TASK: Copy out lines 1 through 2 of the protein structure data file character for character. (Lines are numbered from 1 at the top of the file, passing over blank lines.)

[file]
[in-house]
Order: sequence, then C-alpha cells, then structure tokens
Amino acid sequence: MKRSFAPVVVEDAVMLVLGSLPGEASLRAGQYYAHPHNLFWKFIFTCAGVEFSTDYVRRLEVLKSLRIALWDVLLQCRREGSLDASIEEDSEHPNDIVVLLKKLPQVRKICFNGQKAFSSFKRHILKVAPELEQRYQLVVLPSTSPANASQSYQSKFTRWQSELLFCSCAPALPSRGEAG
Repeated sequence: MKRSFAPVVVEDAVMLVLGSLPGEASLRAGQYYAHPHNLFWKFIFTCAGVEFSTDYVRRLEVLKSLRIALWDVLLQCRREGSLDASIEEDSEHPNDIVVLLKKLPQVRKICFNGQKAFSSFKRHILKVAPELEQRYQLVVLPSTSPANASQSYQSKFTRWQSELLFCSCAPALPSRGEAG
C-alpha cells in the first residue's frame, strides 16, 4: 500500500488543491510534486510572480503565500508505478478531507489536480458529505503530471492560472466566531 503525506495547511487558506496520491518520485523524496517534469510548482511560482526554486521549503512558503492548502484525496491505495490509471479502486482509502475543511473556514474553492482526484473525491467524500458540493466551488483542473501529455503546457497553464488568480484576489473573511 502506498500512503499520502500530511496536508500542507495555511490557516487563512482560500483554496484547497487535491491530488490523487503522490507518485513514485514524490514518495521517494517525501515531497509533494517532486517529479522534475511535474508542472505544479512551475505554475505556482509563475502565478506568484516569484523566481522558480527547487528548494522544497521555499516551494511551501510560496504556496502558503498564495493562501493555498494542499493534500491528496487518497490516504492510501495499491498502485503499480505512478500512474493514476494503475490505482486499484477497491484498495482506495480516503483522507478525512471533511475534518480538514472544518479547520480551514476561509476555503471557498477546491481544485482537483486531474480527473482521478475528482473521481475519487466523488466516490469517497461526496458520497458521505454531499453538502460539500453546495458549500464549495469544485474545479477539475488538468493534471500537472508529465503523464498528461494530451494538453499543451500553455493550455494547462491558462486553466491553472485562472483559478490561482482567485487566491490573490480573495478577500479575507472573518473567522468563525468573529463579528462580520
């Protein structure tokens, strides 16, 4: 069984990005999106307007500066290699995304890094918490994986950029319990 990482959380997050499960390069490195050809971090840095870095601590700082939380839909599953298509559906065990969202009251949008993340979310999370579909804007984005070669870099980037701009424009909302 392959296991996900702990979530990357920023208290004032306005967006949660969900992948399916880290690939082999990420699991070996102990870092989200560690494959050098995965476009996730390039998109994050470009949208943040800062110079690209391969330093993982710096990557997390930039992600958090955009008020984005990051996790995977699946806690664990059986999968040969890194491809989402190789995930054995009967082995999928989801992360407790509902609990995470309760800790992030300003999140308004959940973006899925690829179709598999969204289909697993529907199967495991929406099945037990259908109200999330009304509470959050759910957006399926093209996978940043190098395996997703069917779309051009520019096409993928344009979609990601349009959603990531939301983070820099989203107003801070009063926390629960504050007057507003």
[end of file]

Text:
[in-house]
Order: sequence, then C-alpha cells, then structure tokens